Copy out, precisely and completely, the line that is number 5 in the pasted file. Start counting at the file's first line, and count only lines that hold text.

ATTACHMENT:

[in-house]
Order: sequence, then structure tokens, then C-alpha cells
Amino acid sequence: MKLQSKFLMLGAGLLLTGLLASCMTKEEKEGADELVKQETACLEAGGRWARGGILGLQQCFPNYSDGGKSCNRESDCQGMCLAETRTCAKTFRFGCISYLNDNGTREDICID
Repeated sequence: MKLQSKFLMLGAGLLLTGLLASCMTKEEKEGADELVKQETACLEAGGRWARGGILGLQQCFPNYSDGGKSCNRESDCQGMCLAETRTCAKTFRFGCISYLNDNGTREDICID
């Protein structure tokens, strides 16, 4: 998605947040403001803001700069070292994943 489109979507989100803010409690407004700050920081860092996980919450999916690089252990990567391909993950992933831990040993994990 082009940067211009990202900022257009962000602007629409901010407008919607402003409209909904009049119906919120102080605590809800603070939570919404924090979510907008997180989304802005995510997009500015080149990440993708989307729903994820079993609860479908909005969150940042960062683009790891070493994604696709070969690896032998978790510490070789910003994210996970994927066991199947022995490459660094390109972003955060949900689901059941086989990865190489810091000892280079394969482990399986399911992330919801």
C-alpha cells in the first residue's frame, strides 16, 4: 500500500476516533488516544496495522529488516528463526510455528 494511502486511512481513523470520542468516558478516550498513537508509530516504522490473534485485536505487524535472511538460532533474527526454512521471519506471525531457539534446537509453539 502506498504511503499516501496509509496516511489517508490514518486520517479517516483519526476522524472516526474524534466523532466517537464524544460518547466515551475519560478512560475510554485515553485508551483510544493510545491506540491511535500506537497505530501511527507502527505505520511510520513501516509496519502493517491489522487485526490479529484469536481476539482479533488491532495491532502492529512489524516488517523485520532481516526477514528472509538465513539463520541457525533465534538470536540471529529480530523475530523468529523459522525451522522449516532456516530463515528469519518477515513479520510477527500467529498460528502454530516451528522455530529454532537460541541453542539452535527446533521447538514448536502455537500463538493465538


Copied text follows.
């Protein structure tokens, strides 16, 4: 998605947040403001803001700069070292994943 489109979507989100803010409690407004700050920081860092996980919450999916690089252990990567391909993950992933831990040993994990 082009940067211009990202900022257009962000602007629409901010407008919607402003409209909904009049119906919120102080605590809800603070939570919404924090979510907008997180989304802005995510997009500015080149990440993708989307729903994820079993609860479908909005969150940042960062683009790891070493994604696709070969690896032998978790510490070789910003994210996970994927066991199947022995490459660094390109972003955060949900689901059941086989990865190489810091000892280079394969482990399986399911992330919801």